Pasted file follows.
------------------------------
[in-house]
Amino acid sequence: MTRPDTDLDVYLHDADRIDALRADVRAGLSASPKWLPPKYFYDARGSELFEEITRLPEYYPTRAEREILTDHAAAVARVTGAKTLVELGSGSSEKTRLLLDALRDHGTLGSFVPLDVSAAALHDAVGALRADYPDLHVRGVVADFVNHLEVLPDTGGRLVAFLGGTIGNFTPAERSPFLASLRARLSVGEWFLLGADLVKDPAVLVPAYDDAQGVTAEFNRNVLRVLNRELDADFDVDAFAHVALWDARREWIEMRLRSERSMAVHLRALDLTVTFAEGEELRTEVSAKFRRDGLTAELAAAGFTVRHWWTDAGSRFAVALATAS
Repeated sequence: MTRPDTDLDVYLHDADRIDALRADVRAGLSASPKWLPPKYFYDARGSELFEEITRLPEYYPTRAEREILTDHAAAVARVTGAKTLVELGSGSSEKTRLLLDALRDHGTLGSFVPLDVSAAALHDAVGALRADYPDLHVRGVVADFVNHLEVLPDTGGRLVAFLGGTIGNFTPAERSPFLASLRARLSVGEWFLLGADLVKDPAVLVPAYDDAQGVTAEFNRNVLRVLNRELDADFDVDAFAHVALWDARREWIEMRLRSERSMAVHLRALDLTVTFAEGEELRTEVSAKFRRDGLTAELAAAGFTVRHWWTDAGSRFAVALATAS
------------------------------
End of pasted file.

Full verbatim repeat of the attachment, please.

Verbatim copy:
[in-house]
Amino acid sequence: MTRPDTDLDVYLHDADRIDALRADVRAGLSASPKWLPPKYFYDARGSELFEEITRLPEYYPTRAEREILTDHAAAVARVTGAKTLVELGSGSSEKTRLLLDALRDHGTLGSFVPLDVSAAALHDAVGALRADYPDLHVRGVVADFVNHLEVLPDTGGRLVAFLGGTIGNFTPAERSPFLASLRARLSVGEWFLLGADLVKDPAVLVPAYDDAQGVTAEFNRNVLRVLNRELDADFDVDAFAHVALWDARREWIEMRLRSERSMAVHLRALDLTVTFAEGEELRTEVSAKFRRDGLTAELAAAGFTVRHWWTDAGSRFAVALATAS
Repeated sequence: MTRPDTDLDVYLHDADRIDALRADVRAGLSASPKWLPPKYFYDARGSELFEEITRLPEYYPTRAEREILTDHAAAVARVTGAKTLVELGSGSSEKTRLLLDALRDHGTLGSFVPLDVSAAALHDAVGALRADYPDLHVRGVVADFVNHLEVLPDTGGRLVAFLGGTIGNFTPAERSPFLASLRARLSVGEWFLLGADLVKDPAVLVPAYDDAQGVTAEFNRNVLRVLNRELDADFDVDAFAHVALWDARREWIEMRLRSERSMAVHLRALDLTVTFAEGEELRTEVSAKFRRDGLTAELAAAGFTVRHWWTDAGSRFAVALATAS